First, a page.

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Glen Burnie Family Law And Criminal Defense Blog

Setting boundaries around your personal life with your co-parent

If you and your spouse continue to have a high-conflict relationship even after you're no longer living together and after the divorce has been finalized, working together as co-parents can be challenging. However, it's essential to find a way to do that if you're sharing custody of your children.

Developing a detailed parenting plan is a good first step to minimizing conflict. If you have worked out and codified things like your parenting schedule and expectations for both of you during your time with the kids, there's less opportunity for misunderstandings and arguments.

Maryland woman who got, dismissed protective order fatally shot

A Maryland woman who police say was fatally shot by her husband had filed and then requested dismissal of a protective order against him more than a year ago. Baltimore County police officers found the 51-year-old man outside of the woman's Dundalk home on the evening of March 5 holding a revolver. After dropping the gun, he told them, "She's dead in the back room." Police found her in a bedroom, shot in the head.

In Oct. 2017, the 47-year-old woman sought and received a protective order against her husband after he reportedly got into a physical altercation with someone else in the family. She stated in the court documents she filed, "There is a shotgun in the house and [he] is unstable, verbally threatening and physically threatening," She also said that he had put spyware on her phone and installed cameras in her home that no one else could access. She said, "We are watched at all times."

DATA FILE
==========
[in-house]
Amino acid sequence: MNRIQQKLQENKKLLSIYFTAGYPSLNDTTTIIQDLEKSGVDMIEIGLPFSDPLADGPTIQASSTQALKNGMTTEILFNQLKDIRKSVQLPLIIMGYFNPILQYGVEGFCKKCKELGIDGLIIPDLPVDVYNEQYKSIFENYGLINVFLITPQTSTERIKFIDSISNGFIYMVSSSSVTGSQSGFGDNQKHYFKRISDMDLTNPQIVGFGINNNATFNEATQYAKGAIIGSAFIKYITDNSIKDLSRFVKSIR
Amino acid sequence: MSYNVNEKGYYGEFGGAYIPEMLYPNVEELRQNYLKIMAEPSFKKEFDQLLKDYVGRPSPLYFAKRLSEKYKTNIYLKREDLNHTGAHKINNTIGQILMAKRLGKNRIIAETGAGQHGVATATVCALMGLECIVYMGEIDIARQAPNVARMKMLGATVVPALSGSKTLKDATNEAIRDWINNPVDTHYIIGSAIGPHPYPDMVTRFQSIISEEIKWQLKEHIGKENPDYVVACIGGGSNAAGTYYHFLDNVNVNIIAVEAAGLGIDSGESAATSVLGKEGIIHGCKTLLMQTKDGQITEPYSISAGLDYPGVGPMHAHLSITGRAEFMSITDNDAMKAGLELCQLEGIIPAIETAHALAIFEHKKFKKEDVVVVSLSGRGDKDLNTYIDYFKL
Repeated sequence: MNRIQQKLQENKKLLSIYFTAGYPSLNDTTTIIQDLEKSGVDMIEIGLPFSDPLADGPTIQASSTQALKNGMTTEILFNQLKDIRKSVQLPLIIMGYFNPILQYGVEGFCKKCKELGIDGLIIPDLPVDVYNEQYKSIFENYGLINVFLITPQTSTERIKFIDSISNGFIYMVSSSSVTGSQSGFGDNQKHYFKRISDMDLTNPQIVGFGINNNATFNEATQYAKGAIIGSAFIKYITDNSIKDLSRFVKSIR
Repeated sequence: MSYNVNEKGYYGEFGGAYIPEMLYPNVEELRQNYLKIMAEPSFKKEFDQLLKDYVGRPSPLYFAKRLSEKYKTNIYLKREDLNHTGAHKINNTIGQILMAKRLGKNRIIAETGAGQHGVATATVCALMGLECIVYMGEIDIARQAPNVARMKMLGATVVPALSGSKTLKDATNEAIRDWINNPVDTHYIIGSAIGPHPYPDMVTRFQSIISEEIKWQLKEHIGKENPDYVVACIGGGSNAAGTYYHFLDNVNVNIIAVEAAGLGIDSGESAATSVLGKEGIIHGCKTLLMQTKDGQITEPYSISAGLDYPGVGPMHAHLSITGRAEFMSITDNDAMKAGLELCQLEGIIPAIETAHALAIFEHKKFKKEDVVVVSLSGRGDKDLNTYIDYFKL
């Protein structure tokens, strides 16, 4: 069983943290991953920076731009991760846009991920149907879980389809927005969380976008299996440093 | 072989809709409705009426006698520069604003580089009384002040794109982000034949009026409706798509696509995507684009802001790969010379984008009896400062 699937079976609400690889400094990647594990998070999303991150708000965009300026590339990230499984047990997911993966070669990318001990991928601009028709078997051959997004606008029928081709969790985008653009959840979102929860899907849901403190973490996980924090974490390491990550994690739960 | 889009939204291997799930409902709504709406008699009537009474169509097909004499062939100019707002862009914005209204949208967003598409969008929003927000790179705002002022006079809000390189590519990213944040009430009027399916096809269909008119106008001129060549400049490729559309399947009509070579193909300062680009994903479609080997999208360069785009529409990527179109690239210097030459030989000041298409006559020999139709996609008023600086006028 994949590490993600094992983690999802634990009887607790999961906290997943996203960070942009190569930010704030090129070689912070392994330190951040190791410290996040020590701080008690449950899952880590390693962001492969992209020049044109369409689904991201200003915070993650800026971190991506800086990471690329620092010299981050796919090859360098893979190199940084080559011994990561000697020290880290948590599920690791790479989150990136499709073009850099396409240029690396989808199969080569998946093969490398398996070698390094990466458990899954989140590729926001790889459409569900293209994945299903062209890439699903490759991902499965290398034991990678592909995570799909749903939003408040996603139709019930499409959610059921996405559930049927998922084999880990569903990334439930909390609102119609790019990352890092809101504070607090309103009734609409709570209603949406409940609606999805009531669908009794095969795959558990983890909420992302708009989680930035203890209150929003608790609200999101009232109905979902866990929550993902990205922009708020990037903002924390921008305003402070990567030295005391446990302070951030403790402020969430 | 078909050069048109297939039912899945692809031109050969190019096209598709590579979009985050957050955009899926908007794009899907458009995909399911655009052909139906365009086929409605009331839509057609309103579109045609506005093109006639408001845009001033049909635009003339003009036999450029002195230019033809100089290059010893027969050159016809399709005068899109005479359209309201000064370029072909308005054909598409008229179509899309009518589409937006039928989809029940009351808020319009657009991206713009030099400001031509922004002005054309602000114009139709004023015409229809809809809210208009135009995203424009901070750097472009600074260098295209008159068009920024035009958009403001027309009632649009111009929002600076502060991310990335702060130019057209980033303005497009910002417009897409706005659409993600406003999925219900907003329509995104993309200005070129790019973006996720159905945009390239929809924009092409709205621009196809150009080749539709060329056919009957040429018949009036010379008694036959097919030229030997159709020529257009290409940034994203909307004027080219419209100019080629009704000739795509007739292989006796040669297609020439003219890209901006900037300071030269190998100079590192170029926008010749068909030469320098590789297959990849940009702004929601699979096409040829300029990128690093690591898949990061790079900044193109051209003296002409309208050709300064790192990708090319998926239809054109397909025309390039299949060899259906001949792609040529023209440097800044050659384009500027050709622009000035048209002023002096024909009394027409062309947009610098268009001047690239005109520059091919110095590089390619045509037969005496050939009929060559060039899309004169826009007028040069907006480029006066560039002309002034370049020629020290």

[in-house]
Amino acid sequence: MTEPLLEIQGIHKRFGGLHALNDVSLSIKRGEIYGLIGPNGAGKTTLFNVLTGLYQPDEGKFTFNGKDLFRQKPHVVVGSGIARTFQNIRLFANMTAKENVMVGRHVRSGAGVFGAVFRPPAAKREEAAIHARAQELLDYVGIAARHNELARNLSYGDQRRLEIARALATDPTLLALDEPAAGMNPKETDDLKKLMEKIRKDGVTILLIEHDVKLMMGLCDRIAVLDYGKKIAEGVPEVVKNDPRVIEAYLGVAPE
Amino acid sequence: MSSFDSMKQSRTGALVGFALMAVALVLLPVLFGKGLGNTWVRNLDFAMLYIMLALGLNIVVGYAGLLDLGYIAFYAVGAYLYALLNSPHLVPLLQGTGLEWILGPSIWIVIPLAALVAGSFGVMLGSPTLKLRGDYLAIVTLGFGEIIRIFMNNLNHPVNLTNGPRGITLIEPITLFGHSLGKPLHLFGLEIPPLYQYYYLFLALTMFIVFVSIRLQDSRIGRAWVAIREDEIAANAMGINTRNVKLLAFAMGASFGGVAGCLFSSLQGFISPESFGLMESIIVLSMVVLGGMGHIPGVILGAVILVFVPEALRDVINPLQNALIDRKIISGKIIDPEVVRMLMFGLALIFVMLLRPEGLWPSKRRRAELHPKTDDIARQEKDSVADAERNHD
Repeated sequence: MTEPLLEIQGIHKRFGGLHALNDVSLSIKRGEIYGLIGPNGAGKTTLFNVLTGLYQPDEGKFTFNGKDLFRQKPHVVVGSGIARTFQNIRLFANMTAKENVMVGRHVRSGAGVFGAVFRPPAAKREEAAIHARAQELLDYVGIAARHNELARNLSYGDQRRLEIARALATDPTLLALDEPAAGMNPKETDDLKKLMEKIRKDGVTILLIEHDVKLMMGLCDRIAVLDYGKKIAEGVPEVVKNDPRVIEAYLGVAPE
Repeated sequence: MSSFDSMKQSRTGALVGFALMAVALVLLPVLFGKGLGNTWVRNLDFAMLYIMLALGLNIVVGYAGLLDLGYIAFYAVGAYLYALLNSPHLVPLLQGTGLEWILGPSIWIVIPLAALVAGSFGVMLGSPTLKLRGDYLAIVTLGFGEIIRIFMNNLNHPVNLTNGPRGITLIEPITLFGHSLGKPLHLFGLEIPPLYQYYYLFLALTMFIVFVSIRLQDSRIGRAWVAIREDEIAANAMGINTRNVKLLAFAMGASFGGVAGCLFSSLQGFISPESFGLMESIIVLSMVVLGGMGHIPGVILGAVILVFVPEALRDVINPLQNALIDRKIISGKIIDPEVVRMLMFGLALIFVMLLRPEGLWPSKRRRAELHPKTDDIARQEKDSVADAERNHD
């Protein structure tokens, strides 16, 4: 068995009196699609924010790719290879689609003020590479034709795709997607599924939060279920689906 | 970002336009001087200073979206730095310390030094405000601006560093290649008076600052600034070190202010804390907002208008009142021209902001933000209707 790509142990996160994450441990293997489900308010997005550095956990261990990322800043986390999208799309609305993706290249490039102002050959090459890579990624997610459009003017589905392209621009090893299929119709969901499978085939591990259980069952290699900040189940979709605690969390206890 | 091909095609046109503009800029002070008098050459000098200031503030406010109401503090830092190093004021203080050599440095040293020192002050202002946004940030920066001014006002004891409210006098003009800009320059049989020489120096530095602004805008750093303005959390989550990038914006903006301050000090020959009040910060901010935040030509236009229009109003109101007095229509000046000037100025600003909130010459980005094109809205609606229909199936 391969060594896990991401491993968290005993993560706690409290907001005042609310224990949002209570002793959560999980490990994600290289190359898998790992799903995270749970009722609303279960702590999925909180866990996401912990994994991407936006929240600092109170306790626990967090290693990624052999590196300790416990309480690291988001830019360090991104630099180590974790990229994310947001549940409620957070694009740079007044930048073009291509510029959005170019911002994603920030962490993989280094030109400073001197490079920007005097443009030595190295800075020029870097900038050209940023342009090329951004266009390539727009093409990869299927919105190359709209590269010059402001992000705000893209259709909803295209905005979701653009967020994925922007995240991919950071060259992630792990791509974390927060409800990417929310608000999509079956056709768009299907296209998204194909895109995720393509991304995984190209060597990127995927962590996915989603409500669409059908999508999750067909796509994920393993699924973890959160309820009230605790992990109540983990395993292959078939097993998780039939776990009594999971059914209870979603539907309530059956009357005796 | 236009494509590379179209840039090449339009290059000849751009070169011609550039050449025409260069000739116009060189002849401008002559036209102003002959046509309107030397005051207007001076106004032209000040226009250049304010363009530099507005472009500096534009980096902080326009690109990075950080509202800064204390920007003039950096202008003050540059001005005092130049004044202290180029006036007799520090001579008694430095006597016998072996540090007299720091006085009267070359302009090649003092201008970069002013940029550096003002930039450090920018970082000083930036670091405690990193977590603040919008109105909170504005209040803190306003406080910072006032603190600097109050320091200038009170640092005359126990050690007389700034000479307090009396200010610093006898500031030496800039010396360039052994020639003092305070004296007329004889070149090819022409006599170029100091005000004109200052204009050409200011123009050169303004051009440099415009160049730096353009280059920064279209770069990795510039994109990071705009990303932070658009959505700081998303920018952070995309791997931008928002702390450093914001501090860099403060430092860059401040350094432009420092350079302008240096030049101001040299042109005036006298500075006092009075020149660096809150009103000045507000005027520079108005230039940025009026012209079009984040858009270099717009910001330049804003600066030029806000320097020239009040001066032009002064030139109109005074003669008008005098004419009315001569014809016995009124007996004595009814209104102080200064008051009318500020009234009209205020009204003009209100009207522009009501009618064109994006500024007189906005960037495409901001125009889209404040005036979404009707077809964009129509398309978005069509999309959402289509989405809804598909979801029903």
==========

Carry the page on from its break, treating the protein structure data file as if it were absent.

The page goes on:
How do protective orders and peace orders differ?

No one should feel unsafe because of the actions of another. If you are being abused, harassed, stalked, threatened or otherwise harmed, there are legal actions you can take to make this behavior stop. Two possible actions include filing a protective order and filing a peace order.

The two types of orders are similar to each other, so people sometimes get confused about what the difference is between them and when they should file for one over the other. However, by having a better understanding of the similarities and differences of these orders, you can better select the option that is right for your situation.

Some states may still allow tax deduction for alimony payments

The Tax Cuts and Jobs Act reportedly caused a flurry of activity in Maryland divorce courts and others around the county at the end of 2018. Among its many provisions, major changes were made to the way alimony was to be handled for federal income taxes beginning in 2019. Matrimonial lawyers stated that the change prompted many couples to finalize their divorces so that they would be grandfathered under the old law. While the new provision is now in place, some tax experts have suggested that individuals need to also take a look at how alimony is viewed for their state income tax purposes.